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Tibor's Travel log

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Log entries 1 - 3 of 3 

Jun 13, 2006 06:00 PM Brief history of the Thistlegorm

Brief history of the Thistlegorm Location: 5 miles north from the Sinaï peninsula, 1.5 miles SE from Sha'ab Ali reef.

The Thistlegorm was launched on the 9th of April 1940. Its name means ‘blue thistle', and it was a British transport ship, 126.5 metres long with the capacity of 4,898 tons (9,009 displacement tons), and had a three cylinder steam engine developing 1,860 HP, that gave the vessel a speed of around 10 knots.

In May 1941, a crew of 39 men left on the Thistlegorm from Glasgow , with a cargo including munitions, bombs, anti-tank mines, Lee Enfield MK II rifles, BSA motorcycles, Morris and Ford trucks, tanks and even two steam locomotives. Two German bombers coming from the German airbase in Crete, sighted the Thistlegorm as it sat in the Strait of Gubal , awaiting the clearance of German mines in the Suez Canal .

They attacked the Thistlegorm. Two bombs hit the fourth hold, where the munitions deposits were situated. The resulting explosion tore the ship in two, whilst catapulting the two 126 ton locomotives, despite being tied to the deck, into the air. The crew and Captain were rescued by the HMS Carlisle, but nine men lost their lives during the attack.

The wreck was discovered by, or course, Jacques Cousteau in 1955, and later appeared in the National Geographic in 1956. Cousteau did not reveal the position of the wreck, and it went forgotten for almost 40 years until 1992 when it was rediscovered by an Israeli skipper.

The Mighty Thistlegorm is a legend amongst divers and her place will be forever enshrined in diving’s own "Great Hall of Fame." In the meantime, however, she has become a victim of her own status and is in serious decline. Sadly, none of us shall ever see this shipwreck as magnificent as she was on the day she was re-discovered - only a few short years ago. How long she will last? It is anybody’s guess!

Apr 27, 2006 06:00 PM The history of the Carnatic

The history of the Carnatic The Peninsula & Oriental Passenger Steamer "Carnatic" was built by Samuda Bros of London and classified as an 'iron framed planked passenger steamer of 1776 tons'. Her dimensions were 89.8m x 11.6m with a draught of 7.8m. In addition to square-rigged sails, she was powered by a single 4 cylinder compound inverted engine which produced a very handsome 2,442 hp. In September of 1869 she gently struck the reef but did not sink immediately, in fact the captain and the 210 passengers and crew spent the night on board as no one believed that a steel hulled ship, sitting gently on a coral reef, would be in too much trouble. After 36 hours on the reef though, due to the pivoting of the boat with the rise and fall of the waves causing stresses on the keel, she snapped in half with the stern sliding off the reef taking 5 passengers and 26 crew with it. The aft followed shortly afterwards and diving the wreck today you can see that the two halves have seemingly joined up again underwater. She lies on her port side in 30 meters of water. A great wreck with plenty to see including her single prop, masts, square portholes and lots of broken wine bottles in the bottom of the hold in the aft section.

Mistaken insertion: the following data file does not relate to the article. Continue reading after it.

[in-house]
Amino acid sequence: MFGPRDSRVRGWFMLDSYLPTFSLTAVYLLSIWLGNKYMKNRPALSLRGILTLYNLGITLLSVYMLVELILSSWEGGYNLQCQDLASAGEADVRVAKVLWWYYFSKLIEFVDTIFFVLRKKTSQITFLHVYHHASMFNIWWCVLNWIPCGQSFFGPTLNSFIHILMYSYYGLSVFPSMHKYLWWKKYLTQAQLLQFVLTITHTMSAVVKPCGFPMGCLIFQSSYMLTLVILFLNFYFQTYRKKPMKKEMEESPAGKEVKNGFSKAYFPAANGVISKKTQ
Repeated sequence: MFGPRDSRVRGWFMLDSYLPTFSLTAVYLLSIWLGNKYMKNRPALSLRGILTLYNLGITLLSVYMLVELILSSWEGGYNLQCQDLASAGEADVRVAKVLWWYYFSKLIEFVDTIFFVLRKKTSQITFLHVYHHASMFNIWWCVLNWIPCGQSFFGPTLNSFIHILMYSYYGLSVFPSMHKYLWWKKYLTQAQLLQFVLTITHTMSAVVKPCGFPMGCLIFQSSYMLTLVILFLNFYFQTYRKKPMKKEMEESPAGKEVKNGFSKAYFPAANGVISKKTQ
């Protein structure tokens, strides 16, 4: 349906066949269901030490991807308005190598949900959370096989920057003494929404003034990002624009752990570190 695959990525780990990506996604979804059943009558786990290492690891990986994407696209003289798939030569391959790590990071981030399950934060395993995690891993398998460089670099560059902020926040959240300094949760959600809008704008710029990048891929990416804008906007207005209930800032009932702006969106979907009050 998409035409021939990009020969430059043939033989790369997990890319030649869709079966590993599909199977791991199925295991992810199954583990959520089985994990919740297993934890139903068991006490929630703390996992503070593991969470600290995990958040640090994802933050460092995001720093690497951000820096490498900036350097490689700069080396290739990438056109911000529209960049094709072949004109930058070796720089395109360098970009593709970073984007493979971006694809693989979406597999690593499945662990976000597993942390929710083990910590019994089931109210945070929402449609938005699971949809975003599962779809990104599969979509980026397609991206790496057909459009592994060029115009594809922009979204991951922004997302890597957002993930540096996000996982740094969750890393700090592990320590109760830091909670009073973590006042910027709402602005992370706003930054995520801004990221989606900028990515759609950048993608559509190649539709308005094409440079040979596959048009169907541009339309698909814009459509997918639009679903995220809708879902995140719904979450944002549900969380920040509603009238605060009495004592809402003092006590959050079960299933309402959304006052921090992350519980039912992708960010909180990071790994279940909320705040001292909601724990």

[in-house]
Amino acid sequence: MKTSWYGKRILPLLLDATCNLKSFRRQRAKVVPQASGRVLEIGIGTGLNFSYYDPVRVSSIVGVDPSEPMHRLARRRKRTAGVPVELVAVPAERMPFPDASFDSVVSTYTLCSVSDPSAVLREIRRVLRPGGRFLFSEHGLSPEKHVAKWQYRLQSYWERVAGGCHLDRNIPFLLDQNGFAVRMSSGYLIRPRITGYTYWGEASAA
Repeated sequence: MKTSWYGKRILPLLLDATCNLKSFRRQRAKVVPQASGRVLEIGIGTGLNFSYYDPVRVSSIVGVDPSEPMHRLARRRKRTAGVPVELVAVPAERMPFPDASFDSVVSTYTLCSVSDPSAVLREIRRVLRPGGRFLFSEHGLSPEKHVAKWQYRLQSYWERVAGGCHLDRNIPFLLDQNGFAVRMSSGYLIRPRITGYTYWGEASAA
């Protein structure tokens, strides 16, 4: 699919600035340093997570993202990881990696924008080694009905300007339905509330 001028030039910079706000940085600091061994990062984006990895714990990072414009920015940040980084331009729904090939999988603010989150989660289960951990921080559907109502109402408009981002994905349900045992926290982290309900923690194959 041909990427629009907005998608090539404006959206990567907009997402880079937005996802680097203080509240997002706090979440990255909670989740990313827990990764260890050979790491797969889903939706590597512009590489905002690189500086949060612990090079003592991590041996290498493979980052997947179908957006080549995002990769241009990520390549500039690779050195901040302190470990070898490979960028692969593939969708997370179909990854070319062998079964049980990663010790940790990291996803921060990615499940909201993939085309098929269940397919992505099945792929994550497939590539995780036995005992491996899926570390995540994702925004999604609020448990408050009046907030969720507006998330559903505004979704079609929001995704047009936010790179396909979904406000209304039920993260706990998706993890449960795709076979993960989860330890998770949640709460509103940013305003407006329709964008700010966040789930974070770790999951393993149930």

Apr 27, 2006 06:00 PM Another interesting wreck: The Giannis D

Another interesting wreck: The Giannis D Launched in 1969 as the Shoyo Maru, the Giannis D was built by the Kuryshima Dock Company of Imabari, Japan. In April 1983 on a trip to Jeddah, Saudi Arabia with a cargo of teak planks, thinking that there was nothing but the Red Sea to traverse, the captain fell asleep in his cabin after ordering 'full speed ahead'. He had, however, not reckoned on Abu Nuhas and it was not long before he was very rudely awoken by the sound of the ship being driven hard onto the north west corner of the reef. Today she is broken in 3 pieces, the bow by itself, parts of the midships with teak planks scattered around and lastly, the intact stern of the ship which really makes the dive. Full of rooms and passageways that run off at strange angles as she is lying at 45 degrees at the base of the reef. A well mangled prop marks the deepest point at 23 meters.

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